Website lets Kiwis solve mysteries of WW1 Aviation Heroes
11 November, 2014
Interactive website encourages Kiwis to solve mysteries of WW1 aviation heroes
MOTAT has launched a new website that enables people to research and upload information about New Zealand’s WW1 pilots and the students that trained at the country’s first flying school.
The School was founded by Vivian and Leo Walsh in order to help the war effort by training pilots destined for the Royal Flying Corps or Royal Naval Air Services in Britain.
“The New Zealand Flying School and the pilots it produced played an important role in helping our country prepare for World War One,” says MOTAT’ Experience Programme Manager Brent Hemi. “Without the School, New Zealand’s contribution to the war would not have been as great so we feel it is important to share the stories of these little known aviation pioneers and wartime heroes.”
With headquarters on the foreshore of the Waitemata Harbour at Kohimarama, the school went on to train more than 100 pilots, 83 of which qualified for Royal Aero Club certificates. Of these, more than half saw combat in World War One and many gained honours, awards and decorations.
The launch of the website coincides with Armistice Day and is part of MOTAT’s World War One commemorations. After visiting the website people can register and then select a name (or names) from the pilot list and begin research and uploading information about their lives.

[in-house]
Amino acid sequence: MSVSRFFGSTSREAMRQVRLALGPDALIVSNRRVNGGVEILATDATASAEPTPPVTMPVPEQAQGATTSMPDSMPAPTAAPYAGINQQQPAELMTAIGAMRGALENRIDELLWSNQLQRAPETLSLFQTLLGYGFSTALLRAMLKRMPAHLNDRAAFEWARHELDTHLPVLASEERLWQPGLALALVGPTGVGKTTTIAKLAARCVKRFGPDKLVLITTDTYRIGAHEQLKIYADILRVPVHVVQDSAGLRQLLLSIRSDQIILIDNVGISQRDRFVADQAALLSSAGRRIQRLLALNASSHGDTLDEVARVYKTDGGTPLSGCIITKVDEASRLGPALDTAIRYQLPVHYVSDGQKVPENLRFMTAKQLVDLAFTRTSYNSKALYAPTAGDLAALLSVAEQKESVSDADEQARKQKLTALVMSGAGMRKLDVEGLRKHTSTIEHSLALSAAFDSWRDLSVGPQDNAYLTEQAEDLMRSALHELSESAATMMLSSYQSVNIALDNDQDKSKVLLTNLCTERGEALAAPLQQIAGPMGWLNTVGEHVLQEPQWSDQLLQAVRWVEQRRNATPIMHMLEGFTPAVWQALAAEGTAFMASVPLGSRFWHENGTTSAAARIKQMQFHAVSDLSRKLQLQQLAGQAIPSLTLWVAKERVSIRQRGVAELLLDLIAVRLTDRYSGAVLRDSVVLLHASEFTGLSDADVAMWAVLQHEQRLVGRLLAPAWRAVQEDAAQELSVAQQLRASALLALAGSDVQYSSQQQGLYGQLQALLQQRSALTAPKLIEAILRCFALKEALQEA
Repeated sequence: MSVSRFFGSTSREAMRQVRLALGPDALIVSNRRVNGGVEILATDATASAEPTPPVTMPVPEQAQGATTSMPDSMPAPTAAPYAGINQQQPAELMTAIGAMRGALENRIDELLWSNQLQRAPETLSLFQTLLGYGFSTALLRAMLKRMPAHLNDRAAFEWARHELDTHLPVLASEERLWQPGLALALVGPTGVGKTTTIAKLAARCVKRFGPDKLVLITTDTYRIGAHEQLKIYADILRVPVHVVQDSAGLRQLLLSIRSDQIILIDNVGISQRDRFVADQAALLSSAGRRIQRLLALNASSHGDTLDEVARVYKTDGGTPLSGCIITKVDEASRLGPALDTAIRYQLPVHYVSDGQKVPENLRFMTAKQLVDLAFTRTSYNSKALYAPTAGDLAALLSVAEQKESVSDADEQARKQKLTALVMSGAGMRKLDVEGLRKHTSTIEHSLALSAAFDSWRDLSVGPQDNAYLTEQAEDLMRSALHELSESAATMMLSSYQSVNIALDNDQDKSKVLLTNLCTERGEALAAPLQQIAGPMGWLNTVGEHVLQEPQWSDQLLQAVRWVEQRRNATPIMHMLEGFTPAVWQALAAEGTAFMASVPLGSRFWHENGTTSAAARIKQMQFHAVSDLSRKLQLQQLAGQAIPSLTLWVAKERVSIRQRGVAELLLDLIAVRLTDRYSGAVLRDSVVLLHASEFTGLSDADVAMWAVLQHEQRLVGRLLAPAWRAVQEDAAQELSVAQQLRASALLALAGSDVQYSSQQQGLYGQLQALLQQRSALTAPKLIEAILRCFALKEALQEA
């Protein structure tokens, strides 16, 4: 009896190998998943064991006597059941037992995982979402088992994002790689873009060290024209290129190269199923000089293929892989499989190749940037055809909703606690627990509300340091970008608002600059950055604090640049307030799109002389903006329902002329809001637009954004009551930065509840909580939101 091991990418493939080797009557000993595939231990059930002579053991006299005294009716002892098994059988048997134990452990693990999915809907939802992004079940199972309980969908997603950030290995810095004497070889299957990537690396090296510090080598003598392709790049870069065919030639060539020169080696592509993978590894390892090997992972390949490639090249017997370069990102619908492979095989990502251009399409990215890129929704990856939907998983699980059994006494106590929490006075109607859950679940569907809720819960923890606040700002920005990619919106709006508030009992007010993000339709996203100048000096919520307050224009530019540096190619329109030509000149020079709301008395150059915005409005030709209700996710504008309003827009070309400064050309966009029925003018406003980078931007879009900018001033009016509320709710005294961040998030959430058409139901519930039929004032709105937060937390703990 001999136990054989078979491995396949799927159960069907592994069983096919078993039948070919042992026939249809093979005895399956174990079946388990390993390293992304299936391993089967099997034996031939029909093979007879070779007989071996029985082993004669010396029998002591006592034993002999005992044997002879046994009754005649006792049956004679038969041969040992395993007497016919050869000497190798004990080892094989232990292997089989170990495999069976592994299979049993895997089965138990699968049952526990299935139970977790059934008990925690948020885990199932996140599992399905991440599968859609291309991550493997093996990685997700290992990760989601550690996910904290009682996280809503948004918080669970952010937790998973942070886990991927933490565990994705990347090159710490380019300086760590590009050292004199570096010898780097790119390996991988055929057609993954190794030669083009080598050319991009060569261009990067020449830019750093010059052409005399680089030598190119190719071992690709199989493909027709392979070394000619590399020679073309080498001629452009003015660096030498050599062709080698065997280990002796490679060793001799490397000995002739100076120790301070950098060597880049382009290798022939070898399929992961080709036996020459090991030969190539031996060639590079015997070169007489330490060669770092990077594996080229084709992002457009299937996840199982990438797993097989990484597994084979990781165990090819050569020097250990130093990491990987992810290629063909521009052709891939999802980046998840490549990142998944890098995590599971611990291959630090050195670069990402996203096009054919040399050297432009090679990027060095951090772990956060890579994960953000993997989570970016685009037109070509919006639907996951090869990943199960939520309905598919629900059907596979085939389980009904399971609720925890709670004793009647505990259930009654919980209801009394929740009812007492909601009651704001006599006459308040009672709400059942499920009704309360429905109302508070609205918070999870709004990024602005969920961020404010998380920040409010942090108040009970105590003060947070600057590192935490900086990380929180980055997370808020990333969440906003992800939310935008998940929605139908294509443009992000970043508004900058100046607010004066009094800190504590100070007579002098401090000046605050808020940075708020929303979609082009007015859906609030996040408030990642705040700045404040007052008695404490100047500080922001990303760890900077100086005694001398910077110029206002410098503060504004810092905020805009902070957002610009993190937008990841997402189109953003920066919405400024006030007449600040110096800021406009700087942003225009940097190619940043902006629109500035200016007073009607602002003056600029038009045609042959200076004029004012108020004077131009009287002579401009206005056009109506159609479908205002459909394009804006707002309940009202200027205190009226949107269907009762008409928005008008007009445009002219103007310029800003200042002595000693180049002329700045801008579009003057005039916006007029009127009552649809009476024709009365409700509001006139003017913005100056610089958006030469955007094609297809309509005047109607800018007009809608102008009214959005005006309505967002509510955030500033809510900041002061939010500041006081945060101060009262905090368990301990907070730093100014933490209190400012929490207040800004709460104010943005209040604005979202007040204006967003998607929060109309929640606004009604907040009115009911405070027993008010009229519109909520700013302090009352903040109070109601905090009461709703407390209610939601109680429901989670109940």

“The aim is to have photos, documents and biographical information that celebrates the lives of each and every one of these aviation pioneers,” says Mr Hemi.
MOTAT has also produced a school education programme as a way of getting younger people involved in the project and the Museum also hopes to encourage genealogy groups and historical and aviation societies to help out.
“There are a lot of people out there who are passionate about aviation and wartime history,” says Mr Hemi. “Anyone who can help us with research and content should register on the site.”
Once completed, the information on each pilot will be retained on the Auckland War Memorial Museum database.
To find out more or to get involved, visit the website www.firstofthefew.co.nz